• In an in-universe example similar to the photo album scene from the 1990 TV miniseries, Pennywise hijacks a slide reel while the Losers' Club is viewing images of Derry's history in Bill's garage and gets it moving so fast that the pictures form a moving image. He then pops halfway out of the screen as a giant clown-monster and tries to attack them, but they drive him off by opening the garage shutter.
  • Freeze-Frame Bonus:
    • During the scene where Pennywise appears on the slideshow, you can briefly see a frame where Bill's mother appears as she does in the original photograph.
    • In one scene, Richie finds himself in a room filled with creepy clown statues. One of them resembles Tim Curry's Pennywise.
    • When Ben is looking at photos from the Kitchener Ironworks explosion at the library, he comes across a photo of a large group of children at the Easter Egg hunt. A very blurry, out-of-focus Pennywise can be seen in the background behind the kids.
    • In the scene when the kids are in the alley outside the pharmacy, a mural can be seen on the wall behind them depicting the Massacre of the Bradley Gang, an event from Derry's history described in the original book. Pennywise can be seen painted into the mural, peeking out from under a car.
  • Funny Background Event: When the kids are looking at Eddie Corcoran and Betty Ripsom's missing posters, you can see Richie in the background fighting with a band member over a trumpet.
  • Groin Attack: Beverly kicks her dad square in the nuts when he attacks her.
  • Hard-Work Montage: The kids cleaning up the blood in Beverly's bathroom.
  • Hate Sink: Bill Skarsgård's take on Pennywise the Dancing Clown outdoes the original version in sheer depravity. Along with IT's crimes from the novel, IT taunts the possibility of Georgie being alive just to send Bill on a fruitless hunt that puts his friends in danger in the process. 27 years later, IT also pretends to save a gay man from drowning only to devour his heart in front of his boyfriend. IT kills a young girl after promising to remove her embarrassing birthmark, and — to further taunt Bill over his inability to save Georgie — makes him relive it by killing another boy in front of him.
  • Hell Is That Noise: The inhuman roar Pennywise emits when he attacks Bill in his own basement.
  • Heroes Want Redheads: Beverly. Bill and Ben explicitly have feelings for her, and all the present members of the Losers' Club stare at her sunbathing Ben makes specific mention of her red hair in his secret admirer message to her.
  • High-Five Left Hanging: Happens to Richie often enough to qualify as a Running Gag, usually while he's seeking approval for a joke that clearly no-one liked. On one occasion, Stan actually grabs his arm and lowers it rather than ignoring or humouring him.
  • Hoist by His Own Petard: After being subjected to a beatdown at the hands of the Losers' Club, Pennywise is reduced to cowering against the wall, repeating the same mantra Bill used to get over his stutter (He thrusts his fists against the posts and still insists he sees the ghosts.) They also use items from Pennywise's trophy collection as weapons in the fight.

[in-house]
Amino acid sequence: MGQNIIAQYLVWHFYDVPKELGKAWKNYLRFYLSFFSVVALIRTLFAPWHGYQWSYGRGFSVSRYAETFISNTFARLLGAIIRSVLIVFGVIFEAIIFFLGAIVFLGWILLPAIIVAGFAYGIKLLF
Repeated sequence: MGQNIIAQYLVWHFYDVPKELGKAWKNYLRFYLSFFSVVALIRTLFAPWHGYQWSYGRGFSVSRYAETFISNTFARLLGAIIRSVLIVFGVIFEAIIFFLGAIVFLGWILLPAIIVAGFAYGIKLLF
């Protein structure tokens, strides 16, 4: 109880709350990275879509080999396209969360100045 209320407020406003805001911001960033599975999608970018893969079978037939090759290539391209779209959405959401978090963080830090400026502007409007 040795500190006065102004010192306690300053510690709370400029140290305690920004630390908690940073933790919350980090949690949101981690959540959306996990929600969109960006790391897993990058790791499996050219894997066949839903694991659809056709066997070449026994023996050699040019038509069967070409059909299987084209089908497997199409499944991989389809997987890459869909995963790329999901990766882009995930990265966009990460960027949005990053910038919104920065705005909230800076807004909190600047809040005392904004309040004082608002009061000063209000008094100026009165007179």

• Humanoid Abomination: IT prefers to take the form of a clown.
  • Immune to Bullets: Played with. The bullets won't do lasting harm - the forms IT takes can be damaged, but he'll just shapeshift into another. Even impaling him in the head with a metal rod seems to only make him really mad. But because it feeds on fear, Pennywise can be opposed by bravery and love. If someone works up their courage to attack him, it doesn't really matter what they use but that they believe it can hurt him.
  • I'm Not Afraid of You: Pennywise still needs his victims to fear him, and is far more vulnerable when they don't. He actually gets annoyed with Beverly because of this.
    Beverly: I'm not afraid of you.
    Pennywise: [sniffs for a moment before nodding disapprovingly] You will be.
    [Pennywise's head splits open and reveals his deadlights]
  • Important Haircut: Beverly cuts her long red hair short to rebel against her undeserved reputation for promiscuity as well as utter shame and revulsion at her father's clear incestuous attentions.
  • Ironic Nursery Tune: The movie's opening credits uses "Oranges and Lemons" in a creepy, ominous way. Of course it's sung by a bunch of children.
    "Oranges and Lemons, say the bells of St. Clement's."
    "You owe me five farthings, say the bells of St. Martin."
  • Irony: At the Neibolt haunted house, sunflowers grow just outside the house. Sunflowers represent healing and hope. Two things that house do not have an abundance of.
  • Jump Scare:
    • When Georgie's paper boat is washed down a stormdrain, he looks into the drain to see if it's still there, and is rightfully startled when Pennywise suddenly pops up in front of him.